The Bureau of Prisons (BOP) is planning to replace the basic electronic healthcare records of its inmates with a new electronic health record system. The main purpose behind the initiative is having an advanced system with capabilities such as clinical decision-making, mobility, infectious disease outbreak management, and compliance with user guidelines, set forward by the government and industry.
Since 2006, the federal prison system has a basic EHR — the Bureau Electronic Medical Record. It has been handling inmates’ medical, social, psychological history, prescription drug information, and other ongoing data. According to a recent report published in fcw.com, the new advanced system is also looking for improved capabilities such as acute and sub-acute care, allied health services, patient accounting and management, ambulatory care, and many more.
Specifications for BOP’s New Electronic Medical Record System
Apart from federal offenders, the BOP maintains around 245 primary care or internal medicine physicians, with an additional 165 physicians and 460 beds at seven advanced care facilities. To manage all these facilities and ensure proper flow of operations, it is essential to have a new electronic medical record system that can address the following requirements.
- Advanced patient identification abilities, with facility to integrate the BOP’s own inmate identification system
- Implement a hardware for ensuring security
- It should contain an integrated system for :
- Bed management
- Dentistry management
- Overall practice management
- Surgery management
Security — the Major Concern When Outsourcing
Security remains the prime concern while transferring the responsibility for creating and maintaining a medical record system to a vendor partner. According to RFI (Request for Information), the vendors offering medical transcription services should recognize the secure environment in which the solution will be deployed. Moreover, they should be checked for having a 128-bit encryption and an audit trail for record access and use.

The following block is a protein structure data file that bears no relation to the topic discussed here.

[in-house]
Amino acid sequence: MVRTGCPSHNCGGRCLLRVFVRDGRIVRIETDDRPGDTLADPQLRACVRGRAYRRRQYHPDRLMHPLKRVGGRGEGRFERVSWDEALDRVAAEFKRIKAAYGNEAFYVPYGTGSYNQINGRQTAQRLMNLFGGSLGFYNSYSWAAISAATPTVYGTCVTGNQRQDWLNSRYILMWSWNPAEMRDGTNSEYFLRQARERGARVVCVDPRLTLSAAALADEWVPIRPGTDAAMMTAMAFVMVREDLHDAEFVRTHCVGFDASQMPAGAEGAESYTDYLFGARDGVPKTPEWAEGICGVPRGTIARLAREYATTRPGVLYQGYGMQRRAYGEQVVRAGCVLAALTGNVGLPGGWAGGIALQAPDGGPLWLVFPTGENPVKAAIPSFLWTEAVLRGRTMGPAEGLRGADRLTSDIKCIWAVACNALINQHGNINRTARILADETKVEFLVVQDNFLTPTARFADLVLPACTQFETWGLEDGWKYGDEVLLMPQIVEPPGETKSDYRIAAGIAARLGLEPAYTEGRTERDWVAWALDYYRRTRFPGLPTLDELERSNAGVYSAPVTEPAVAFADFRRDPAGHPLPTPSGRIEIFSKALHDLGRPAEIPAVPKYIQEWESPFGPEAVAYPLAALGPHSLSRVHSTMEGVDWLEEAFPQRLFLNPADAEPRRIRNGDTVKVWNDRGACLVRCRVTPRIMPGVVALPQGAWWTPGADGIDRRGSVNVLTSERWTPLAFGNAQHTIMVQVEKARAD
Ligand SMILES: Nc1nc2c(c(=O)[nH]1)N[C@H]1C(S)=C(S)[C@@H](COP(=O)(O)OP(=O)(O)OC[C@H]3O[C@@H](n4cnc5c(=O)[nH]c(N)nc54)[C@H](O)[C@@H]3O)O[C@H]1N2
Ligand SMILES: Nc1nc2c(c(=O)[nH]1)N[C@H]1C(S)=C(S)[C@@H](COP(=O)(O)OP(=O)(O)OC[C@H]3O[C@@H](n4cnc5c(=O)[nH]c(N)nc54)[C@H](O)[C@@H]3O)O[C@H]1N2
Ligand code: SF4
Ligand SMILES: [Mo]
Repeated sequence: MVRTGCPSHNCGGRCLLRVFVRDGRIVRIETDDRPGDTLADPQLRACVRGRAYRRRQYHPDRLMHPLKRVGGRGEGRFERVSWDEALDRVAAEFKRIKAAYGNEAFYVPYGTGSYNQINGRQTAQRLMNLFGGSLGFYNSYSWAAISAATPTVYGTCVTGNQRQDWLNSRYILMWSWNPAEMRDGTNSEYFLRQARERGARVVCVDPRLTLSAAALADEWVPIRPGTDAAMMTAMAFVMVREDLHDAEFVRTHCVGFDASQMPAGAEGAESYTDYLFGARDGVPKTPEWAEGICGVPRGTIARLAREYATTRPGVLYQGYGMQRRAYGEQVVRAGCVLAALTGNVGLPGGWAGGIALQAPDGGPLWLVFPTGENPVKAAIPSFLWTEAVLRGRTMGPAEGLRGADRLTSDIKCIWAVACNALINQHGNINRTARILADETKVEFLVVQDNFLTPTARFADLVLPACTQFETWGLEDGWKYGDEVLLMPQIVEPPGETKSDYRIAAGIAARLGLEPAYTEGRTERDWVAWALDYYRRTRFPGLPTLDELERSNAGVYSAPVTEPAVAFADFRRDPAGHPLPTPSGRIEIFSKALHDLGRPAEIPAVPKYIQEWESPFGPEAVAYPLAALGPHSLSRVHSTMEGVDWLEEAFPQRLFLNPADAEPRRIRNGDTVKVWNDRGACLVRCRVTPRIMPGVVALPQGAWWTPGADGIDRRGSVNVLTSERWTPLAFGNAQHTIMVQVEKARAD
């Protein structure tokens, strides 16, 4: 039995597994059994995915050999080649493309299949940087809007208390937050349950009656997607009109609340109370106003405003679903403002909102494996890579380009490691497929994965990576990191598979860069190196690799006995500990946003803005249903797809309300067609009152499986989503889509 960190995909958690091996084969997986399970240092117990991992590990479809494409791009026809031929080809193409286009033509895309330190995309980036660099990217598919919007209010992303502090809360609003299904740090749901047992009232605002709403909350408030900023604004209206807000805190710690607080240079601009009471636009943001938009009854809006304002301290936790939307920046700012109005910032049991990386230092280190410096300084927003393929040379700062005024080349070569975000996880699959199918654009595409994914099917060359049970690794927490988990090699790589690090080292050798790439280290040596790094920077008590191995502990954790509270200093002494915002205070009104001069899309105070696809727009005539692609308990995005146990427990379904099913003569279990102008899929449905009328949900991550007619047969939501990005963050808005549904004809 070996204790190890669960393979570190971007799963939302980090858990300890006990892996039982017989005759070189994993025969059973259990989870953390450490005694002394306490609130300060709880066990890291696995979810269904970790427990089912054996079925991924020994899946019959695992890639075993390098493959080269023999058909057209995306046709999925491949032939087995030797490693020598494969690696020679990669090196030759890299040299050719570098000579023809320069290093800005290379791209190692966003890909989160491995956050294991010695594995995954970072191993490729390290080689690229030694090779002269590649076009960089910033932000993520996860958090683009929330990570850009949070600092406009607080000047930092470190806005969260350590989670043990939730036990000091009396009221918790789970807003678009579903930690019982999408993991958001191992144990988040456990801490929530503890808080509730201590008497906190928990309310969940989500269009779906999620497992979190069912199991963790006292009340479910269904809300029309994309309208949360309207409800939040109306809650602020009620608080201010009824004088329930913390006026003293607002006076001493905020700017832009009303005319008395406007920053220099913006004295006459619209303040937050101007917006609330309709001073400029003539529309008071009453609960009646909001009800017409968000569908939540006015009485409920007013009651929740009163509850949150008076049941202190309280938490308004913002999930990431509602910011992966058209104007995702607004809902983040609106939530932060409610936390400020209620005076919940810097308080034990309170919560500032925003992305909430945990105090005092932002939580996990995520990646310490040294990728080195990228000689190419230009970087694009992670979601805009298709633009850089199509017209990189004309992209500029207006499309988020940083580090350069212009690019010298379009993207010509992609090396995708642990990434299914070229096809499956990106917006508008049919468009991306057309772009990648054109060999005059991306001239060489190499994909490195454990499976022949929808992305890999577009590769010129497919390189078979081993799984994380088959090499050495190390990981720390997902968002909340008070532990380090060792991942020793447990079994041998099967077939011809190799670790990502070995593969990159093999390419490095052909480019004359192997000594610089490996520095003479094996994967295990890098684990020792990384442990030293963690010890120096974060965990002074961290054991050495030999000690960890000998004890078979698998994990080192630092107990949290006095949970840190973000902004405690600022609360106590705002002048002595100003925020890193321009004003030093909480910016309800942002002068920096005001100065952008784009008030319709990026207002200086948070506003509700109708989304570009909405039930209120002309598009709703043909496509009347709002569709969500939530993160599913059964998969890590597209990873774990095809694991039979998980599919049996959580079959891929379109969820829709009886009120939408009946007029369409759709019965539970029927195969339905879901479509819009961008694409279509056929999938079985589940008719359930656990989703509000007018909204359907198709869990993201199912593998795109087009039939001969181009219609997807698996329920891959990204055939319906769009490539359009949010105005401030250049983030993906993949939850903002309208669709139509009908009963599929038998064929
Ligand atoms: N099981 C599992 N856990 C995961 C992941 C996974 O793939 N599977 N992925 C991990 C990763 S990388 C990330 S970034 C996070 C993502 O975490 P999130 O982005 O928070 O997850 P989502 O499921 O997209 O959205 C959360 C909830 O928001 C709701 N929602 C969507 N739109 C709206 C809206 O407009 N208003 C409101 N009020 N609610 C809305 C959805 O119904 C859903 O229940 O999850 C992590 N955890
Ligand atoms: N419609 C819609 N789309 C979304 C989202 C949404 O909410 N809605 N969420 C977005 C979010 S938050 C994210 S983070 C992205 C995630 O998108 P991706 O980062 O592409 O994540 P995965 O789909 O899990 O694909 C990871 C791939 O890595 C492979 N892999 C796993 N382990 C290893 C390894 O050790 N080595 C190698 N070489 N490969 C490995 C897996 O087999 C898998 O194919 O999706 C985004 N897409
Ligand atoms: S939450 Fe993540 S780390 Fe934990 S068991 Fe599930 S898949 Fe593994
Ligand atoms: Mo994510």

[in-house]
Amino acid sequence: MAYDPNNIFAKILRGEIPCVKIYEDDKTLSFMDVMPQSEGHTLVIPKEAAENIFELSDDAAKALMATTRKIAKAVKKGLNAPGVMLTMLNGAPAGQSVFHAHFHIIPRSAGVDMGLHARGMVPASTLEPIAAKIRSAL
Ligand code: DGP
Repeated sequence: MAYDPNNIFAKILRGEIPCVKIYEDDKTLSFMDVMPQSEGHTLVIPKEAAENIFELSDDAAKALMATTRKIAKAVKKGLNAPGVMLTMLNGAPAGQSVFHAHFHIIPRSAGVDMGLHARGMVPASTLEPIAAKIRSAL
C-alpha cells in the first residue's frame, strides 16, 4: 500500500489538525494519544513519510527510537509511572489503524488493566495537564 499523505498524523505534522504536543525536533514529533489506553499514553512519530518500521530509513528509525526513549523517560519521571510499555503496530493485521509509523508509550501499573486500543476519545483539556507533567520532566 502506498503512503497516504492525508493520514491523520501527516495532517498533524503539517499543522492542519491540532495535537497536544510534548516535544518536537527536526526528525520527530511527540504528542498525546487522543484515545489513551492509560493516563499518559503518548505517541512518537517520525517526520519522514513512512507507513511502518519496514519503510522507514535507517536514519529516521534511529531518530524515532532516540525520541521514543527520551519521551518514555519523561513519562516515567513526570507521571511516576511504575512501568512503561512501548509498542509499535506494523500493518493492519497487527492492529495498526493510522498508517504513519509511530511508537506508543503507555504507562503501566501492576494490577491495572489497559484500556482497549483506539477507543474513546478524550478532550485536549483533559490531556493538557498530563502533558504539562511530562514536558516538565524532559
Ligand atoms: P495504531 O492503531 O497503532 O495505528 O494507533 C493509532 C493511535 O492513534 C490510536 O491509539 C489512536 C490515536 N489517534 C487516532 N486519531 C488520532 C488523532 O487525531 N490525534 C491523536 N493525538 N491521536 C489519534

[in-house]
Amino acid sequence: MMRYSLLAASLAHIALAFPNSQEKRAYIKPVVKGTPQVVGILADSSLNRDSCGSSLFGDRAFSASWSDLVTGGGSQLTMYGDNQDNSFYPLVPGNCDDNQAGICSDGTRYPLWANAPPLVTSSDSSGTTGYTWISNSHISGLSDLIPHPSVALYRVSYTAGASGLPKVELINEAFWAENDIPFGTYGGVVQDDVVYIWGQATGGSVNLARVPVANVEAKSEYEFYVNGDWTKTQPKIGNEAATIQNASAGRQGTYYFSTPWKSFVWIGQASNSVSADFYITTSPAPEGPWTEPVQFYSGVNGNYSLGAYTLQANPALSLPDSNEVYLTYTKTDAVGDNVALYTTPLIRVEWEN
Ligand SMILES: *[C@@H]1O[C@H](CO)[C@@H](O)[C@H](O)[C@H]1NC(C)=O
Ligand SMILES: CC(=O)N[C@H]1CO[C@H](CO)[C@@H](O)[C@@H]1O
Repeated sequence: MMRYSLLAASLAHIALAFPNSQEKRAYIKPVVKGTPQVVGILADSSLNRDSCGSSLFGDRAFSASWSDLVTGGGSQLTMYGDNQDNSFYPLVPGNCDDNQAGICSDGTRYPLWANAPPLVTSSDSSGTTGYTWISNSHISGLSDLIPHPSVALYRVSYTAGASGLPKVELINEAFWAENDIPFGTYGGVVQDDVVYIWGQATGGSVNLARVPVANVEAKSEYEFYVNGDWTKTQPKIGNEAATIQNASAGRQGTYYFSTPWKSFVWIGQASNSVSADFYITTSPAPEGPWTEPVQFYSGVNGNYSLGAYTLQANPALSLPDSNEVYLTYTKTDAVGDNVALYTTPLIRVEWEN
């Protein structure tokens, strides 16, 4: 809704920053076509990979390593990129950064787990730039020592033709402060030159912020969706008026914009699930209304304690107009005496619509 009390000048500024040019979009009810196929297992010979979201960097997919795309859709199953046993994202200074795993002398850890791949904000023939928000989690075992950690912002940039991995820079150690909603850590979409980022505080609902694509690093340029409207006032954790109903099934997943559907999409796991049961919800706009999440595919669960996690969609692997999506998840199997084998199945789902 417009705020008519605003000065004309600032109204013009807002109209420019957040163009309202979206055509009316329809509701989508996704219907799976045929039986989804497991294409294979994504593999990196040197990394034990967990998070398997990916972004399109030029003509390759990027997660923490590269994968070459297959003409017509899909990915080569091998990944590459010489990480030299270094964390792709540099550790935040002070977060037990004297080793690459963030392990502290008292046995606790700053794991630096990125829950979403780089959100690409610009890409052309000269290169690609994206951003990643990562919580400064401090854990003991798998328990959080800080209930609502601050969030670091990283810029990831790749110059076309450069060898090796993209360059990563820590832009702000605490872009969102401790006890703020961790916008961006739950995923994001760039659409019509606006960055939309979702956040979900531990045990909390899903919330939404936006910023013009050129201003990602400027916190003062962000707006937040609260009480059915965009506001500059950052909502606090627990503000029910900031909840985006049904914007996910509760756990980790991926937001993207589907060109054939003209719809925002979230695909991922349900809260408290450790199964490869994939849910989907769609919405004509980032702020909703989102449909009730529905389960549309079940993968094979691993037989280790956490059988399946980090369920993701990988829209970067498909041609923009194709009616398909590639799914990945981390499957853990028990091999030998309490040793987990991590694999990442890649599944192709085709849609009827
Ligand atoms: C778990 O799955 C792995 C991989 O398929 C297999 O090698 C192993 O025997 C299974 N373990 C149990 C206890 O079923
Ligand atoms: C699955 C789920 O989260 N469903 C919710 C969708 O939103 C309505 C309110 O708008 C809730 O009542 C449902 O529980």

The BOP’s Bureau Electronic Medical Records System (BEMR) can be accessed only by those persons who are authorized to review the information for official purposes. The system is password protected and all transmissions of data are encrypted using 128-bit SSL encryption. Information available in the records is safeguarded in accordance with bureau rules and policies. However, RFI didn’t mention anything regarding the portability of inmates’ health records. But they are interested to learn whether, commercial EHR systems are interoperable with existing third-party systems.
The RFI makes no mention of whether an inmate’s health record should be portable and can follow an inmate into the private or government healthcare system upon his or her release from custody. But the bureau is interested in learning from vendors whether their commercial EHR systems are interoperable with existing third-party systems.